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Your Brain for A Box of RocksI am really bothered by the results of a recent poll of engaged couples on the website of the National Foundation for Credit Counseling. The poll reveals that 68 percent of respondents held negative attitudes toward discussing money with their fiance. Five percent indicated that talking about money with their fiance would cause them to call off the wedding. Well, guess what? If you can’t talk about your finances with your fiance, you should call off the wedding!

I’ve said this before, and I’ll keep saying it until the message gets through: You can talk about money before you get married—or you can fight over it through the divorce. Court records show that financial issues remain one of the main contributing factors, if not the outright cause, of the conflicts that result in 50 percent of marriages ending in divorce. If the inability to have the money talk causes you to delay, or even cancel, the wedding, good. Better a cancelled wedding than a devastating divorce. I speak not just as a money expert, but from personal experience when I say that the latter is far more costly—and more painful.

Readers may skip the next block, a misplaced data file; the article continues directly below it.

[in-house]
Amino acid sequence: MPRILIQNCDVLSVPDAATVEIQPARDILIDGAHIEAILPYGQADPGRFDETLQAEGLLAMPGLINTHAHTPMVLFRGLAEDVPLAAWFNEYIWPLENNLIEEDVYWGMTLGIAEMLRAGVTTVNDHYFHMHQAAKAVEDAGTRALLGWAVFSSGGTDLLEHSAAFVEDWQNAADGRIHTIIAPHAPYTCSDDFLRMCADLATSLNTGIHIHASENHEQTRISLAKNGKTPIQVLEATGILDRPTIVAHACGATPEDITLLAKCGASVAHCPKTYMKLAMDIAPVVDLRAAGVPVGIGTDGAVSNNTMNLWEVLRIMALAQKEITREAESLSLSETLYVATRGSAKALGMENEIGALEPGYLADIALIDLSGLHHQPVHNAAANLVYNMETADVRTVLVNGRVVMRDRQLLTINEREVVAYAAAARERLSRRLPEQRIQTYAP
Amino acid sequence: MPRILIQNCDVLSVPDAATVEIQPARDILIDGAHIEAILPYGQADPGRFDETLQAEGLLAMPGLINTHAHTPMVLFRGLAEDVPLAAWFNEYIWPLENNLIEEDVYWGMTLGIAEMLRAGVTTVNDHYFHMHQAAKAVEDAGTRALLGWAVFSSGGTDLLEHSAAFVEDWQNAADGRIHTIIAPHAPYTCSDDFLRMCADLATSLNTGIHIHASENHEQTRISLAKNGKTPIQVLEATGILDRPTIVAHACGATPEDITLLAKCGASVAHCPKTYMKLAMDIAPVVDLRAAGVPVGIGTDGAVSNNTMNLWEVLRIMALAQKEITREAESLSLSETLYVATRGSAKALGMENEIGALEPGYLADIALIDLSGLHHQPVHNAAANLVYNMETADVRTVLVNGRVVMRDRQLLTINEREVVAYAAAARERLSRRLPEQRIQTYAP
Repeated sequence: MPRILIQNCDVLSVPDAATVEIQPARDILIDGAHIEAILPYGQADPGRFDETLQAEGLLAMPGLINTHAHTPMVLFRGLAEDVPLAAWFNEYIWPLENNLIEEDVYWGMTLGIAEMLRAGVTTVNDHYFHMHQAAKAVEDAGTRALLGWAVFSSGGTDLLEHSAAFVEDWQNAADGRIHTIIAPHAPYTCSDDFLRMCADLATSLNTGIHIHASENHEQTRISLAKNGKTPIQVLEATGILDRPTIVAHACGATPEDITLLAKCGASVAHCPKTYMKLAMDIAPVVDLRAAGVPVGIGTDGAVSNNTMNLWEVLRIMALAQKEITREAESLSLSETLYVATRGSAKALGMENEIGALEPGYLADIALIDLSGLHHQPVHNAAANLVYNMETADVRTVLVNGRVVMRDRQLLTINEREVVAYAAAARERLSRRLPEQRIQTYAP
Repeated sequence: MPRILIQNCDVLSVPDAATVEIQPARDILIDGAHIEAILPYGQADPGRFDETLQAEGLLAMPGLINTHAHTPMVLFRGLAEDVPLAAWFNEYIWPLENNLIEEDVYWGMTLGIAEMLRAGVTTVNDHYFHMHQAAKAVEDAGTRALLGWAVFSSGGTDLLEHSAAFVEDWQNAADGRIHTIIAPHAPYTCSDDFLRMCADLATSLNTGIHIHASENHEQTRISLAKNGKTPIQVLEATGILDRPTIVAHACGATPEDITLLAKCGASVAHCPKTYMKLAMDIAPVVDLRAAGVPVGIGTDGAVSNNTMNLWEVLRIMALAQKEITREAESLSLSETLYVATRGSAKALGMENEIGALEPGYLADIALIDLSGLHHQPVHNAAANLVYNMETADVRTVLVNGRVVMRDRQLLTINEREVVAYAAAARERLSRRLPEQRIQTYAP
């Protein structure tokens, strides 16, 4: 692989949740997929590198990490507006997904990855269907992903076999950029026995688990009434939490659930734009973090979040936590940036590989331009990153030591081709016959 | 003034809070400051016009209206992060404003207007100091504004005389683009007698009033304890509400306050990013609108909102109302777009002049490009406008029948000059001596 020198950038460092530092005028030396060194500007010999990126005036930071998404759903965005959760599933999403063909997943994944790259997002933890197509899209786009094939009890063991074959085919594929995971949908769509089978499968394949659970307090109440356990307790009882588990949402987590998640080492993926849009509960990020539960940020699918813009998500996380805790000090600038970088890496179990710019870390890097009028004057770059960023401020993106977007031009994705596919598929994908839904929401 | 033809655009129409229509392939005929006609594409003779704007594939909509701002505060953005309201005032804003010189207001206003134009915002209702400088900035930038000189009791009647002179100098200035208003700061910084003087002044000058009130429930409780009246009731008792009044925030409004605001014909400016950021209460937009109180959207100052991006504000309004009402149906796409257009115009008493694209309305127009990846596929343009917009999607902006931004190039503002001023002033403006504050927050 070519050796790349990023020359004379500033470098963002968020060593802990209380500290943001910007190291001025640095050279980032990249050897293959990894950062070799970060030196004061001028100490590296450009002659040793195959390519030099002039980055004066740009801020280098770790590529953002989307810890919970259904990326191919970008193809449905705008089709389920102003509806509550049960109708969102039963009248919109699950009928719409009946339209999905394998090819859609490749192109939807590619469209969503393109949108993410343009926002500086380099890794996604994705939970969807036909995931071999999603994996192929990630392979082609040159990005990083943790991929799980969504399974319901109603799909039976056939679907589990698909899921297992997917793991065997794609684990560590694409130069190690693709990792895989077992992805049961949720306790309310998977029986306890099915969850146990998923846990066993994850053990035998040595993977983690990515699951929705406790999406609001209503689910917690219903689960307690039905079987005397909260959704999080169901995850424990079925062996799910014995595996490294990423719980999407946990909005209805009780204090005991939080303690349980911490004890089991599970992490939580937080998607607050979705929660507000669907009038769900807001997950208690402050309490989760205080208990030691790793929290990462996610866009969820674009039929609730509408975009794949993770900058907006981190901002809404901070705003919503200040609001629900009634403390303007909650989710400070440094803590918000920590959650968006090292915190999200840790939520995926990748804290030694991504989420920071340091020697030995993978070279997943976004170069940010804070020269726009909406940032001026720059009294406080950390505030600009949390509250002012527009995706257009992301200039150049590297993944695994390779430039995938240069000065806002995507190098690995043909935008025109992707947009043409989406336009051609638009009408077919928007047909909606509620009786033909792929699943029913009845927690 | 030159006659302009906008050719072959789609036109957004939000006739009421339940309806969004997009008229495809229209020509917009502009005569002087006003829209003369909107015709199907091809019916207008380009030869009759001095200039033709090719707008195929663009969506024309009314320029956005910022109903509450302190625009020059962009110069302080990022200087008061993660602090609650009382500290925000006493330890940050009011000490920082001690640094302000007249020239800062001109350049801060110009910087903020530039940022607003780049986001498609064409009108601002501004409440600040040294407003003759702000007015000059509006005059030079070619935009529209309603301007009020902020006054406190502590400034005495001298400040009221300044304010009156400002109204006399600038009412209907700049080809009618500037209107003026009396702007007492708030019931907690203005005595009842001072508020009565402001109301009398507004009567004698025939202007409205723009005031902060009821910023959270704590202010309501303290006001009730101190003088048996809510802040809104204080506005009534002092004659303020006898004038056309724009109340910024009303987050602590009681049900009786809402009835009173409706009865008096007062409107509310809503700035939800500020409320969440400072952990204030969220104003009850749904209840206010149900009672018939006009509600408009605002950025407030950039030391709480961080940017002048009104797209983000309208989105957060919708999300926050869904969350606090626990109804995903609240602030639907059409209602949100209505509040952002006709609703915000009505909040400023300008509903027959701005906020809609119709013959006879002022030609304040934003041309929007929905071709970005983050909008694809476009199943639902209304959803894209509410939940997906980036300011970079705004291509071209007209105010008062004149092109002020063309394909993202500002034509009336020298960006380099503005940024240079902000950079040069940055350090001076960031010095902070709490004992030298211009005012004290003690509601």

If your goal is to make sure that the wedding goes off perfectly and without a hitch, then by all means, skip the money talk. But if your goal is to give you and your fiance the best possible chance for a lasting, successful marriage, you need to have that financial conversation as early and as regularly as possible. Recognize that when you marry, you are entering into legal and financial contracts as well as spiritual and emotional ones. You are literally merging two incomes, lifestyles and sets of financial attitudes. And just like two corporations, if your merger is not thoughtfully planned out, it could be disastrous to you, your finances and your relationship.